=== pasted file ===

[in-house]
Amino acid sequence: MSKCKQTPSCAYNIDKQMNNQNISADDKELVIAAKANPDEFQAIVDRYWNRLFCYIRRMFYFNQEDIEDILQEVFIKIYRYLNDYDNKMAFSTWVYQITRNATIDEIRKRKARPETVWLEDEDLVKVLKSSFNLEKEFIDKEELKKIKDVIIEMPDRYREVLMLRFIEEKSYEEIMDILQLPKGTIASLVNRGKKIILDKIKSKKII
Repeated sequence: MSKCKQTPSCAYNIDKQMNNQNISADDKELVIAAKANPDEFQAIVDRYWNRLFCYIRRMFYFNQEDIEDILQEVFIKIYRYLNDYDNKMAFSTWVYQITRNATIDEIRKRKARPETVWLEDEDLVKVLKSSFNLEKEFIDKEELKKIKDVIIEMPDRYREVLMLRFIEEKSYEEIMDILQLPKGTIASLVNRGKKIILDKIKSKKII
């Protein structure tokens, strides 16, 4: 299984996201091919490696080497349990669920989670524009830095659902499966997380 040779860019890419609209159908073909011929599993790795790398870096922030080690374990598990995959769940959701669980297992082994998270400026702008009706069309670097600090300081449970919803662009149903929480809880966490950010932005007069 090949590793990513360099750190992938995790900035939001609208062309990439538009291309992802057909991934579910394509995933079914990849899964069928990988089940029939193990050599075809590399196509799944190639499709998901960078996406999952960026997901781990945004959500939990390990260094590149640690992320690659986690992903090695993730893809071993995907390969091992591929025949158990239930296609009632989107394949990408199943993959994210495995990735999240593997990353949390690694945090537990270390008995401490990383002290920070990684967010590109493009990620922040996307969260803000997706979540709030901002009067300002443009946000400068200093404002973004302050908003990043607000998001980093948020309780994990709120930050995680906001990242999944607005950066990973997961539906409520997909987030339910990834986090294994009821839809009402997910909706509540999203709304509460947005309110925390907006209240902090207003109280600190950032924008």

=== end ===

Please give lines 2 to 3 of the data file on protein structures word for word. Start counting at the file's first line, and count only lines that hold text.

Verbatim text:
Amino acid sequence: MSKCKQTPSCAYNIDKQMNNQNISADDKELVIAAKANPDEFQAIVDRYWNRLFCYIRRMFYFNQEDIEDILQEVFIKIYRYLNDYDNKMAFSTWVYQITRNATIDEIRKRKARPETVWLEDEDLVKVLKSSFNLEKEFIDKEELKKIKDVIIEMPDRYREVLMLRFIEEKSYEEIMDILQLPKGTIASLVNRGKKIILDKIKSKKII
Repeated sequence: MSKCKQTPSCAYNIDKQMNNQNISADDKELVIAAKANPDEFQAIVDRYWNRLFCYIRRMFYFNQEDIEDILQEVFIKIYRYLNDYDNKMAFSTWVYQITRNATIDEIRKRKARPETVWLEDEDLVKVLKSSFNLEKEFIDKEELKKIKDVIIEMPDRYREVLMLRFIEEKSYEEIMDILQLPKGTIASLVNRGKKIILDKIKSKKII